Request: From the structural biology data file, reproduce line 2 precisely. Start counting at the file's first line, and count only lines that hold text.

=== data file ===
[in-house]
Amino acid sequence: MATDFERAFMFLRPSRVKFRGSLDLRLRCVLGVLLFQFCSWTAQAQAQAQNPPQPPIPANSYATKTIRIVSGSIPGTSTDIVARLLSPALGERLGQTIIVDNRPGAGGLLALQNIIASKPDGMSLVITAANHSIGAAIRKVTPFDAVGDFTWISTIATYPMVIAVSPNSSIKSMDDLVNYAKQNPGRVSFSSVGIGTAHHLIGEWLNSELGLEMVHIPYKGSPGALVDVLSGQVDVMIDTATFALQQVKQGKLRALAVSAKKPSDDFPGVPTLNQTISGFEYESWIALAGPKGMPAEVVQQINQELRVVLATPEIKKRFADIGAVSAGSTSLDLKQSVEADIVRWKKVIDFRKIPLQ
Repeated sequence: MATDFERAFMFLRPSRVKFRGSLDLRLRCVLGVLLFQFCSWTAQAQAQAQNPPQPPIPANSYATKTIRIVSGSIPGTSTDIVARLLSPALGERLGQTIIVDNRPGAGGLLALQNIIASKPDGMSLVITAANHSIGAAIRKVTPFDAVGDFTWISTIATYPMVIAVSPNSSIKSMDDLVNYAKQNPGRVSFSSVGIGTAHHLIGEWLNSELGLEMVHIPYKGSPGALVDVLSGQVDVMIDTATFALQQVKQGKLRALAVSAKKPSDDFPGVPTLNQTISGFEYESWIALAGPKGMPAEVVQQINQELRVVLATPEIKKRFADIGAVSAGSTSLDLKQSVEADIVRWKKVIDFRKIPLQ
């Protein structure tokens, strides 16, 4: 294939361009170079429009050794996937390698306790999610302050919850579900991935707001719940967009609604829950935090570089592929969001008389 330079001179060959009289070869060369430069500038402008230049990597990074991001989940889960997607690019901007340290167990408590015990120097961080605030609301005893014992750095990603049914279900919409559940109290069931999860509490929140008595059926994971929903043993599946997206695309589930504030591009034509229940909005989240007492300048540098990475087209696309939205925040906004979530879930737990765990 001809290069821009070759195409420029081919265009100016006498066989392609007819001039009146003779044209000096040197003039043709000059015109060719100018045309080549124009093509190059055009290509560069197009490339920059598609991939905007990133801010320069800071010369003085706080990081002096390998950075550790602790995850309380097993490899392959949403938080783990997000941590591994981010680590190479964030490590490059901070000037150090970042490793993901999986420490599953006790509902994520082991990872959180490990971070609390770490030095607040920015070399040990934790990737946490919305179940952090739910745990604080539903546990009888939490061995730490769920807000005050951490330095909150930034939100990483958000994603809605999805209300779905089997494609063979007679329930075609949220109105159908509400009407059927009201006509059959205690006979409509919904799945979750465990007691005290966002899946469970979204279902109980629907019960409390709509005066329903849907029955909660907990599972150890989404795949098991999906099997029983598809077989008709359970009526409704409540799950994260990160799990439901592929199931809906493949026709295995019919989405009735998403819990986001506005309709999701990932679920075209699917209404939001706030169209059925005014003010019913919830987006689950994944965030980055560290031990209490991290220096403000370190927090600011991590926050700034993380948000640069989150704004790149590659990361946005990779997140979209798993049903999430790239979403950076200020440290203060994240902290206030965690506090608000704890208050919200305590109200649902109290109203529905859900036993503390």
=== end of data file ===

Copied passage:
Amino acid sequence: MATDFERAFMFLRPSRVKFRGSLDLRLRCVLGVLLFQFCSWTAQAQAQAQNPPQPPIPANSYATKTIRIVSGSIPGTSTDIVARLLSPALGERLGQTIIVDNRPGAGGLLALQNIIASKPDGMSLVITAANHSIGAAIRKVTPFDAVGDFTWISTIATYPMVIAVSPNSSIKSMDDLVNYAKQNPGRVSFSSVGIGTAHHLIGEWLNSELGLEMVHIPYKGSPGALVDVLSGQVDVMIDTATFALQQVKQGKLRALAVSAKKPSDDFPGVPTLNQTISGFEYESWIALAGPKGMPAEVVQQINQELRVVLATPEIKKRFADIGAVSAGSTSLDLKQSVEADIVRWKKVIDFRKIPLQ